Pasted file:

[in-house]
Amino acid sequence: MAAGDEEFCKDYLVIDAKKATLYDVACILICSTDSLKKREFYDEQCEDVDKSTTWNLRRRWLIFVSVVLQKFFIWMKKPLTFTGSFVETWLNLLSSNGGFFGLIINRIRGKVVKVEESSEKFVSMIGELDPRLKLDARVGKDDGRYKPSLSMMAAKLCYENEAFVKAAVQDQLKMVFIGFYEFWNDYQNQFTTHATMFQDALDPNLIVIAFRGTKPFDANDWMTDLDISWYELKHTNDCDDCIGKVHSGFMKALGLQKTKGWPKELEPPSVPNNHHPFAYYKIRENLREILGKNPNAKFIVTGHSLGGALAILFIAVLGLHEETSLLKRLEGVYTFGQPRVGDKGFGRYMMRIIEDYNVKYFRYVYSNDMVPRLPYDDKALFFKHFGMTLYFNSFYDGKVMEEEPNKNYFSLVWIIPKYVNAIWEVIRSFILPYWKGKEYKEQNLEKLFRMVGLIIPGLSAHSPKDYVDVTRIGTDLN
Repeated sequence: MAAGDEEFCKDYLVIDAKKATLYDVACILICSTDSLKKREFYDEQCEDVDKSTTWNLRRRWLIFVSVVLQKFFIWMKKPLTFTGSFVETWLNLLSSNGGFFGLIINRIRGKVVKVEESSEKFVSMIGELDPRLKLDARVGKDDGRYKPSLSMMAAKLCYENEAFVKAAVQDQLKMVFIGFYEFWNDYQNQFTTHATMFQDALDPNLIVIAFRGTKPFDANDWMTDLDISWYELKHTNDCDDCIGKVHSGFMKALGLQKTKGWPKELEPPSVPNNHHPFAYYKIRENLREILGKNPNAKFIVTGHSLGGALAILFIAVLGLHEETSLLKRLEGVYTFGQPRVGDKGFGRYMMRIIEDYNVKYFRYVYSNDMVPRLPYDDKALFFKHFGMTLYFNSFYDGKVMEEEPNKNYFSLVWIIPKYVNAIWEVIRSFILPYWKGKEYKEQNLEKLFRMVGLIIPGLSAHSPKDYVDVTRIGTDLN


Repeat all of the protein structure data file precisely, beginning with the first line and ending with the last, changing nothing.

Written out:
[in-house]
Amino acid sequence: MAAGDEEFCKDYLVIDAKKATLYDVACILICSTDSLKKREFYDEQCEDVDKSTTWNLRRRWLIFVSVVLQKFFIWMKKPLTFTGSFVETWLNLLSSNGGFFGLIINRIRGKVVKVEESSEKFVSMIGELDPRLKLDARVGKDDGRYKPSLSMMAAKLCYENEAFVKAAVQDQLKMVFIGFYEFWNDYQNQFTTHATMFQDALDPNLIVIAFRGTKPFDANDWMTDLDISWYELKHTNDCDDCIGKVHSGFMKALGLQKTKGWPKELEPPSVPNNHHPFAYYKIRENLREILGKNPNAKFIVTGHSLGGALAILFIAVLGLHEETSLLKRLEGVYTFGQPRVGDKGFGRYMMRIIEDYNVKYFRYVYSNDMVPRLPYDDKALFFKHFGMTLYFNSFYDGKVMEEEPNKNYFSLVWIIPKYVNAIWEVIRSFILPYWKGKEYKEQNLEKLFRMVGLIIPGLSAHSPKDYVDVTRIGTDLN
Repeated sequence: MAAGDEEFCKDYLVIDAKKATLYDVACILICSTDSLKKREFYDEQCEDVDKSTTWNLRRRWLIFVSVVLQKFFIWMKKPLTFTGSFVETWLNLLSSNGGFFGLIINRIRGKVVKVEESSEKFVSMIGELDPRLKLDARVGKDDGRYKPSLSMMAAKLCYENEAFVKAAVQDQLKMVFIGFYEFWNDYQNQFTTHATMFQDALDPNLIVIAFRGTKPFDANDWMTDLDISWYELKHTNDCDDCIGKVHSGFMKALGLQKTKGWPKELEPPSVPNNHHPFAYYKIRENLREILGKNPNAKFIVTGHSLGGALAILFIAVLGLHEETSLLKRLEGVYTFGQPRVGDKGFGRYMMRIIEDYNVKYFRYVYSNDMVPRLPYDDKALFFKHFGMTLYFNSFYDGKVMEEEPNKNYFSLVWIIPKYVNAIWEVIRSFILPYWKGKEYKEQNLEKLFRMVGLIIPGLSAHSPKDYVDVTRIGTDLN